Art Hack Day Berlin


I’m in Berlin for the next few days in an attempt to wring something compelling out of myself for Art Hack Day Berlin. Art Hack Day is a cross of hackathon and art exhibition where attendees spend about 48 hours producing new creative works. It aims to expand the artistic process and create an interdisciplinary platform for the creation of new projects and ideas. This time around, the theme is “Going Dark”, broadly concerned with our reliance on data and what it would mean to lose access to it.

This year has an amazing roster of about 60 participants representing artists, technologists and every shade in between. Having participated in the San Francisco “Lethal Software” edition I can say without a doubt that this will be an incredible experience culminating in a public showing worth attending.

Art Hack Day, like Artup, is fiscally sponsored by the Gray Area Foundation for the Arts.

If you are in Berlin then make sure to come to the closing exhibition and party.


Lab for Electronic Arts and Performance
(Berlin Carré 1. floor)
Karl-Liebknecht-Str. 13
10178 Berlin


When: Saturday 28.09.2013, 19.00–late

Facebook event

Our actions are increasingly mediated by data. Previously we formed our artifacts, now they form us. Woven into a seamless network, they quantify our lives, affect our thinking and become intrinsic to our being. As such, the urge to go dark has never been greater. Arguably it has also never been harder. But is concealment a solution or rather a retreat? Perhaps there is a quality to this quantification that reveals the full potential of the new codified world? Can you have control over data? Who has access to it and why? Data takes on a life of its own as it’s replicated on servers across the globe. It can’t be deleted, it piles up like trash. In fact, polluting your path with fake data may offer better protection than cloaking or jamming. But does this not come into conflict with the open structure of the internet? While digital detritus fills the open web, darknets (corporate, military, governmental and civilian) loom large, inaccessible to the public, bigger than the internet itself. This reveals the other extreme of the new power structure: Secret networks, beyond the reach of the public and reserved for an elite. Can you escape their control without restricting yourself? Similarly part of our inner being is not yet accessible or recordable, and we yearn for what is out of reach: our own dark matter. Who lurks in these unexplored spaces? Can you engage authentically and not reveal yourself? Can you go dark?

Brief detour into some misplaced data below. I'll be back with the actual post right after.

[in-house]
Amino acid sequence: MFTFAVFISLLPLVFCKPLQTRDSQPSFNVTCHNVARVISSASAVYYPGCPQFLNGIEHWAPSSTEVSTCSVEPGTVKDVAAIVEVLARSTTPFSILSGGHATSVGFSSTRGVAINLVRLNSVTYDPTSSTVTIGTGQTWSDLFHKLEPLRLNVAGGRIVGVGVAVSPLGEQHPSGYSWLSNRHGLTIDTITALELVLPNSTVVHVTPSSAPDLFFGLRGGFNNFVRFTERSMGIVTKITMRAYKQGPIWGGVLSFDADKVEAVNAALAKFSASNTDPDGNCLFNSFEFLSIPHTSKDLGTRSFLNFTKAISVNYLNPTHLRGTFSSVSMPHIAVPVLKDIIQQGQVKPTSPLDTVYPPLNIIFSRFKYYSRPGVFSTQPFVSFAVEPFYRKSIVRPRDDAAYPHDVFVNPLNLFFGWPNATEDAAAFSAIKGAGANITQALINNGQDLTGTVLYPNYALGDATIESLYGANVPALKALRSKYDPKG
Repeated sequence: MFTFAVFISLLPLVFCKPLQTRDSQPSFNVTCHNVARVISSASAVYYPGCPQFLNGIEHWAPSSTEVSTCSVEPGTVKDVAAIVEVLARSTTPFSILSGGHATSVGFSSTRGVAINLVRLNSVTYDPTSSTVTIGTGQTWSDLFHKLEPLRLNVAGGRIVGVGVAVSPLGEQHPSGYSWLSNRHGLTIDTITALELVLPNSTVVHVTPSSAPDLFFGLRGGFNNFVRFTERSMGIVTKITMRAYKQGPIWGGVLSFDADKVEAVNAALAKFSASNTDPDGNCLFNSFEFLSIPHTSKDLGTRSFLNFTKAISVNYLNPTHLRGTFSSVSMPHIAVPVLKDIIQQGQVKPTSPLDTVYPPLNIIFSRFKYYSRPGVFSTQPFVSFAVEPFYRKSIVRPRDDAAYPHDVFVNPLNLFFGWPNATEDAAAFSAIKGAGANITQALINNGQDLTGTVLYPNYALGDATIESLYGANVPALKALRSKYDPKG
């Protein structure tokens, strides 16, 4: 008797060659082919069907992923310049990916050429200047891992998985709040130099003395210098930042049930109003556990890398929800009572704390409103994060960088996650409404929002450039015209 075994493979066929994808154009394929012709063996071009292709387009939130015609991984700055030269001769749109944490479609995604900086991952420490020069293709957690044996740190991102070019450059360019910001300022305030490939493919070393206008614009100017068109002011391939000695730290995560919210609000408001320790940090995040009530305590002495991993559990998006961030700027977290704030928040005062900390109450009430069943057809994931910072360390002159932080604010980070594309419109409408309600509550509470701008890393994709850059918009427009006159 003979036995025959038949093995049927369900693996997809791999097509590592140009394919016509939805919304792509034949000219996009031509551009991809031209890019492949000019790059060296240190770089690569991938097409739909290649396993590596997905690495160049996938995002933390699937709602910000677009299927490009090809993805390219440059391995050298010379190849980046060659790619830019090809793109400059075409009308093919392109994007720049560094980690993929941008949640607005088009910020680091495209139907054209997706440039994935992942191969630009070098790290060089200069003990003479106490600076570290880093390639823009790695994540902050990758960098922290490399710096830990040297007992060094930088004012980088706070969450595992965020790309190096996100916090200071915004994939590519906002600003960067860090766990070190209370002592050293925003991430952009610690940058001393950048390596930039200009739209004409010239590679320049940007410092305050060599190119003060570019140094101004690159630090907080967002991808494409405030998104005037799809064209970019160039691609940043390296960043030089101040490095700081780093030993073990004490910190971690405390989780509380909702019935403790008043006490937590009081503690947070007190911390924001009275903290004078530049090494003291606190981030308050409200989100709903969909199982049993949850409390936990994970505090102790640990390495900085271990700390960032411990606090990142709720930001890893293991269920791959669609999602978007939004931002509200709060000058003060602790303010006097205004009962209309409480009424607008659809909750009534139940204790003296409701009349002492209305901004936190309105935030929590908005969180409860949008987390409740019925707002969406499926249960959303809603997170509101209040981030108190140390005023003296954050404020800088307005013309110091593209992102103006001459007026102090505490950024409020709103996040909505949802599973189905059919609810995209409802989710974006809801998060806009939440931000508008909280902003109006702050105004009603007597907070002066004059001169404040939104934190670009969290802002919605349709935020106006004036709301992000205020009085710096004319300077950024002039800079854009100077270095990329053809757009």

Jamie Allen
Anthony Antonellis
Elin Aram
Kim Asendorf
James Auger
Ralf Baecker
Jeremy Bailey
Katharina Birkenbach
Juan Pedro Bolivar Puente
Robert Böhnke
Katrin Caspar
Paul Christophe
Alessandro Contini
Alberto De Campo
Lindsay Eyink
Andreas Nicolas Fischer
Daniel Franke
David Gauthier
Annie Goh
Helene Hahn
Darsha Hewitt
Hannes Hoelzl
Brendan Howell
Akitoshi Honda
David Huerta
Dean Hunt
Quin Kennedy
Tove Kjellmark
Mey Lean Kronemann
Rosemary Lee
Alessandra Leone
Jana Linke
Daniel Massey
Olof Mathé
Daria Merkoulova
Jerome Morin-Drouin
Tanya Mulkidzhanova
Goran Ojkic
Nora O Murchu
Julian Oliver
Dennis Paul
Jacob Penca
Christopher Pietsch
Sascha Pohflepp
Priscilla Posada
Niko Princen
Tim Pulver
Sebastian Sadowski
Sebastian Schmieg
Marcel Schwittlick
Tor Rauden Källstigen
Jacob Sikker Remin
Billy Rennekamp
Chanpory Rith
Bengt Sjölen
Ramin Soleymani
Wolfgang Spahn
Nicole Srock Stanley
Adriaan Stellingwerff
Barry Threw
Claire Tolan
Tina Tonagel
Johan Uhle
Danja Vasiliev
Harm van den Dorpel
Paul Vollmer
Johannes Wagener
Addie Wagenknecht
Nils Westerlund
Karl Westin
Andrey Zhukov